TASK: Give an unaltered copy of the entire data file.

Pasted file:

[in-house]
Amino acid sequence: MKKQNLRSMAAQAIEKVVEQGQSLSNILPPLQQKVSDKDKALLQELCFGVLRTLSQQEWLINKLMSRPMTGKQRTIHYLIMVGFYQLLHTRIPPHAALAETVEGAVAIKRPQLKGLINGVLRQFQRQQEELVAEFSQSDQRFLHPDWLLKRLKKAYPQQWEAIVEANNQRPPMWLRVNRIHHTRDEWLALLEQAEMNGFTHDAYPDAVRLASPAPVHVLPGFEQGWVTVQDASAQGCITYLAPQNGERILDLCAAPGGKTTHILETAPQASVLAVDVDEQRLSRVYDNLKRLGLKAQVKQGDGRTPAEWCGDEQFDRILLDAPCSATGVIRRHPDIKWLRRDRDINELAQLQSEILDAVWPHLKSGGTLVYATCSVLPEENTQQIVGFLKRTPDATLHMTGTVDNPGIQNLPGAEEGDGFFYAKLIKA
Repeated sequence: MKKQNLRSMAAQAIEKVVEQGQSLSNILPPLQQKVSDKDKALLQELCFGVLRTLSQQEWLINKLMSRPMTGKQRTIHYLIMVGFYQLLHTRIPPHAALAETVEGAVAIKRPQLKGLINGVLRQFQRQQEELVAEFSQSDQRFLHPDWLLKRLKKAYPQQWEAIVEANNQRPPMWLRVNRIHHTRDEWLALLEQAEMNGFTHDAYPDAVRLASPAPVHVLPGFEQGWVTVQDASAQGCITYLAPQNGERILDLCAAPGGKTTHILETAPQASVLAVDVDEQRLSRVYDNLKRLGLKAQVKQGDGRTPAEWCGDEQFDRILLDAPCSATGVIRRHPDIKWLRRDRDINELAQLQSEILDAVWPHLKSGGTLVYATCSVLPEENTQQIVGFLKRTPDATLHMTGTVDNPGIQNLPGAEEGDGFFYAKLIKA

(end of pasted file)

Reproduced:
[in-house]
Amino acid sequence: MKKQNLRSMAAQAIEKVVEQGQSLSNILPPLQQKVSDKDKALLQELCFGVLRTLSQQEWLINKLMSRPMTGKQRTIHYLIMVGFYQLLHTRIPPHAALAETVEGAVAIKRPQLKGLINGVLRQFQRQQEELVAEFSQSDQRFLHPDWLLKRLKKAYPQQWEAIVEANNQRPPMWLRVNRIHHTRDEWLALLEQAEMNGFTHDAYPDAVRLASPAPVHVLPGFEQGWVTVQDASAQGCITYLAPQNGERILDLCAAPGGKTTHILETAPQASVLAVDVDEQRLSRVYDNLKRLGLKAQVKQGDGRTPAEWCGDEQFDRILLDAPCSATGVIRRHPDIKWLRRDRDINELAQLQSEILDAVWPHLKSGGTLVYATCSVLPEENTQQIVGFLKRTPDATLHMTGTVDNPGIQNLPGAEEGDGFFYAKLIKA
Repeated sequence: MKKQNLRSMAAQAIEKVVEQGQSLSNILPPLQQKVSDKDKALLQELCFGVLRTLSQQEWLINKLMSRPMTGKQRTIHYLIMVGFYQLLHTRIPPHAALAETVEGAVAIKRPQLKGLINGVLRQFQRQQEELVAEFSQSDQRFLHPDWLLKRLKKAYPQQWEAIVEANNQRPPMWLRVNRIHHTRDEWLALLEQAEMNGFTHDAYPDAVRLASPAPVHVLPGFEQGWVTVQDASAQGCITYLAPQNGERILDLCAAPGGKTTHILETAPQASVLAVDVDEQRLSRVYDNLKRLGLKAQVKQGDGRTPAEWCGDEQFDRILLDAPCSATGVIRRHPDIKWLRRDRDINELAQLQSEILDAVWPHLKSGGTLVYATCSVLPEENTQQIVGFLKRTPDATLHMTGTVDNPGIQNLPGAEEGDGFFYAKLIKA